Violin Concerto in D, Op.61
Surface [Part of UBS Soundscapes: Pioneers,commissioned by LSO Discovery: first performance]
Symphony No.5 in E flat, Op.82
Arabella Steinbacher (violin)
London Symphony Orchestra
Sir Colin Davis
Pavel Kotla [Surface]
Reviewed by: Douglas Cooksey
Reviewed: 8 October, 2009
Venue: Barbican Hall, London
Steinbacher may not yet be a household name – but she will be – for she has now played with many of the world’s major orchestras and made several recordings. Beethoven Violin Concerto emerged freshly minted, its opening movement a genuine Allegro ma non troppo instead of the all-too-frequent dreary trudge. Sir Colin uses the fullest possible string complement and invests the tuttis with enormous Heft. However, what came across was the frequency of Beethoven’s marking dolce which crops up time and again. Beethoven also marks the violin part violino principale and Steinbacher, who has remarkably pure intonation, certainly gave the illusion of a primus inter pares, often emerging from within the orchestra and playing along with it rather than treating her role as that of a conventional soloist. For much of its duration this was chamber music writ large.
This was a reading which grew in stature as it progressed; if there had been a slight element of ’emotion recollected in tranquillity’ about some of the first movement (the cadenza was utterly riveting though), the performance found its fullest flowering in a deeply penetrating account of the Larghetto and the lilting, joyous finale in which Steinbacher’s perfect balance in the double-stopped passages was a constant pleasure. By the time we reached the cadenza it was as though any hint of restraint had been cast aside and we were demob happy. In short, a joy from start to finish.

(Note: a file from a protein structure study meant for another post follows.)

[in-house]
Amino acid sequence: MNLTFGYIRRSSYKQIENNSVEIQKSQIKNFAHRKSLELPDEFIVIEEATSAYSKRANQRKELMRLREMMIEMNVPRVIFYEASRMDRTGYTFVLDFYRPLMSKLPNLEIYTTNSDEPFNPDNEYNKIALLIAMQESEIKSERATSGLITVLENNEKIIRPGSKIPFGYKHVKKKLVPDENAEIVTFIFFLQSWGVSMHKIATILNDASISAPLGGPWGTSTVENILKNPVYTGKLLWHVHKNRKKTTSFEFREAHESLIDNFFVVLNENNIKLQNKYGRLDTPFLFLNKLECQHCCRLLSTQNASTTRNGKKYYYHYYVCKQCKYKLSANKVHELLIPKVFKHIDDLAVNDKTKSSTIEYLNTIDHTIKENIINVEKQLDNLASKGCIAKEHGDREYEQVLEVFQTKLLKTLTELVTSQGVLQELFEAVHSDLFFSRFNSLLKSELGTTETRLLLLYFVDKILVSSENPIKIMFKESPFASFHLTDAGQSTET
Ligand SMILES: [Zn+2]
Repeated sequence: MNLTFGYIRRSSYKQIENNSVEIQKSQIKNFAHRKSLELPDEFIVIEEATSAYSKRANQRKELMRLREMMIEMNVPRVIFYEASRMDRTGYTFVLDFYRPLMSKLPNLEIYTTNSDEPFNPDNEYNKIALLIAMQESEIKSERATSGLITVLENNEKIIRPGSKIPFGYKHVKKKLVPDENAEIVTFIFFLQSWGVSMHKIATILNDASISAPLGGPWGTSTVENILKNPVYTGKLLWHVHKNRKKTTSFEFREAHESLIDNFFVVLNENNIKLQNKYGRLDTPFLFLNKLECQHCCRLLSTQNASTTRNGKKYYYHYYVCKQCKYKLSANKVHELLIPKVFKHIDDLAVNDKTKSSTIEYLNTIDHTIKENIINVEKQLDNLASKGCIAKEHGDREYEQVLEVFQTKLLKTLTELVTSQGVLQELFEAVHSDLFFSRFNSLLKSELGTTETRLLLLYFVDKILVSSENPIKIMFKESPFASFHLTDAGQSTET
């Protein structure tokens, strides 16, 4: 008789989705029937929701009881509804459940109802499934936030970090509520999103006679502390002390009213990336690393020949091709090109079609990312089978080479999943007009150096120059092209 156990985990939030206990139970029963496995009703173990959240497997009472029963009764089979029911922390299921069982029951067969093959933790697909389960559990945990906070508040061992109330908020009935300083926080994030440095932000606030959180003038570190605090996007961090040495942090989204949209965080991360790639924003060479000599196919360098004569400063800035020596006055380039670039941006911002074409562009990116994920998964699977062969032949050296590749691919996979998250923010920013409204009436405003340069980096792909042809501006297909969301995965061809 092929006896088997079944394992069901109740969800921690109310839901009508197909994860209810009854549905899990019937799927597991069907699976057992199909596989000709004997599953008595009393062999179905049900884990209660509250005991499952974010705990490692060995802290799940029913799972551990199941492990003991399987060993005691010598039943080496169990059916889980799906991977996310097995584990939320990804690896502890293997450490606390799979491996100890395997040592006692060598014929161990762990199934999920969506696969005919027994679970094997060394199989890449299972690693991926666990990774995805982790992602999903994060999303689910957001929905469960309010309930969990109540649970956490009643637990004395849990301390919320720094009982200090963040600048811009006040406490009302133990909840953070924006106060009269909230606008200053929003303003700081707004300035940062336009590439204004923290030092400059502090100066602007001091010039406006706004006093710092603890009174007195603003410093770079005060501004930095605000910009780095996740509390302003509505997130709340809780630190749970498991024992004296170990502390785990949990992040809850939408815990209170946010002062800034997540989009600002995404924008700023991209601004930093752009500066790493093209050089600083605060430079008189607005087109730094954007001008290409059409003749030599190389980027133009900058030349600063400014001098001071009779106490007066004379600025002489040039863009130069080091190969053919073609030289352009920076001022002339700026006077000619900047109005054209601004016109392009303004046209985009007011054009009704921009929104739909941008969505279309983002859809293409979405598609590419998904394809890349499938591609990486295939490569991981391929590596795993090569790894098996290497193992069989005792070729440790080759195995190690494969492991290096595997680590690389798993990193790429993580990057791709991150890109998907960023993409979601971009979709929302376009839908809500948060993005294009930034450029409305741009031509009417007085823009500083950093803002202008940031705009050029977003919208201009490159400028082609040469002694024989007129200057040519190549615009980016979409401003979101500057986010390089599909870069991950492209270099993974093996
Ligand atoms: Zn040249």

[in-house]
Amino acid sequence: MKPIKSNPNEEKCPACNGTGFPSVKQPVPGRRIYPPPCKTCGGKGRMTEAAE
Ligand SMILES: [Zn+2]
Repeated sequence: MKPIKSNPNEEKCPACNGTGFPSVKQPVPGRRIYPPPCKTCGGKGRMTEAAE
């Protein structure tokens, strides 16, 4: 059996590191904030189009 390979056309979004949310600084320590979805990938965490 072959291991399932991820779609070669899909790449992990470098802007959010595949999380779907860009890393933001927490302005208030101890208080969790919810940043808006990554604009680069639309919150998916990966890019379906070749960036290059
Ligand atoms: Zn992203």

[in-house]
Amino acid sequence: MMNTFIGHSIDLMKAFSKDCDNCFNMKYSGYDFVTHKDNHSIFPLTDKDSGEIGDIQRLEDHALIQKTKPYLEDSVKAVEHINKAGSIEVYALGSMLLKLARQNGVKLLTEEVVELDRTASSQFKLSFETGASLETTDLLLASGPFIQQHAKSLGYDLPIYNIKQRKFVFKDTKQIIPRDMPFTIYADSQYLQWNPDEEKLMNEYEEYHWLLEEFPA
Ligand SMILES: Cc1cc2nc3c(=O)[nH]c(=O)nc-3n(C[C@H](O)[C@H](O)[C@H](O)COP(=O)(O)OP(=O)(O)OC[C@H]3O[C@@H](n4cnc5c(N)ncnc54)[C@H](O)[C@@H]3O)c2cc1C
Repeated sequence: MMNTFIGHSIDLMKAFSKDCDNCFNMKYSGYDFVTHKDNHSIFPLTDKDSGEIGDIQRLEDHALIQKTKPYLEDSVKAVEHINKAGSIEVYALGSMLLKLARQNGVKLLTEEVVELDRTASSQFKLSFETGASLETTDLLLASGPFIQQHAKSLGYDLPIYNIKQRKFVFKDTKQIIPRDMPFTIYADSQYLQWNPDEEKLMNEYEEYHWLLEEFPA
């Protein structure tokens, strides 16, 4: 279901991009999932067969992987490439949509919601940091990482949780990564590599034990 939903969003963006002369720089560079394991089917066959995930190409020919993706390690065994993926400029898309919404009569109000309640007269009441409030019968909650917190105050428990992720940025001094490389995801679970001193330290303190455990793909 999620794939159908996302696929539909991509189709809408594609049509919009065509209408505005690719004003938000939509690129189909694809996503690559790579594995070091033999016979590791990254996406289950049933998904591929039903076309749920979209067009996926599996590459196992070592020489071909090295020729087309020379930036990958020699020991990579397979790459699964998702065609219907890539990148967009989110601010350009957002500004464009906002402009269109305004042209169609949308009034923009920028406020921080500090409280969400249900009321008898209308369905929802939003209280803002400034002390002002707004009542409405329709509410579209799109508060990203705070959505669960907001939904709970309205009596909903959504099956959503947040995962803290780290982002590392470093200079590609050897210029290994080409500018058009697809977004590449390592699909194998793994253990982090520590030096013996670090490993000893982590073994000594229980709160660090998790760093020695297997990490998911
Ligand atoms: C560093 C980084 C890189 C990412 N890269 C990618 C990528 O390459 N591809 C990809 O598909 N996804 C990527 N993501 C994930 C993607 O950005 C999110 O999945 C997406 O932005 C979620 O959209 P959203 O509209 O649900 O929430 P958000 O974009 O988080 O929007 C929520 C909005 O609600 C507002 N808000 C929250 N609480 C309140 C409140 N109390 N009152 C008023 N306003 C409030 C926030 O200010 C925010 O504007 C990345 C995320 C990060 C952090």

Perhaps the most interesting thing about Paul Newland’s Surface, a five-minute piece admirably conducted by Pavel Kotla, was how seamlessly it connected to the Sibelius symphony which followed. For much of its duration Surface forms a web of string sound with colours gradually added and subtracted from the palette, rather like closely observing a phenomenon of nature over several minutes and then gradually discovering that there is more to it than one at first thought.
Colin Davis has been indelibly linked with Sibelius’s music for many years – fifty have elapsed since I heard him conduct the Third Symphony with the Scottish National Orchestra – and he now commands an unparalleled authority in this repertoire. Not everything was perfect but two outstanding features were the sheer certainty with which the music flowed ever onwards throughout the entire work, with passages like the wandering bassoon passage (Rachel Gough) in the first movement superbly integrated into the overall structure, and secondly the emotional weight accorded to the Andante mosso second movement. All too often this is treated simply as a delicate interlude. On this occasion it shared equal importance with the outer movements and – especially with the finale taken attacca – for once it seemed that the whole symphony operated on a similar continuum of unbroken intensity.
A particular word of praise for the quality and weight of the LSO’s current string sound which is of remarkable depth and penetration, so much so that they fully held their own against the brass in the final peroration.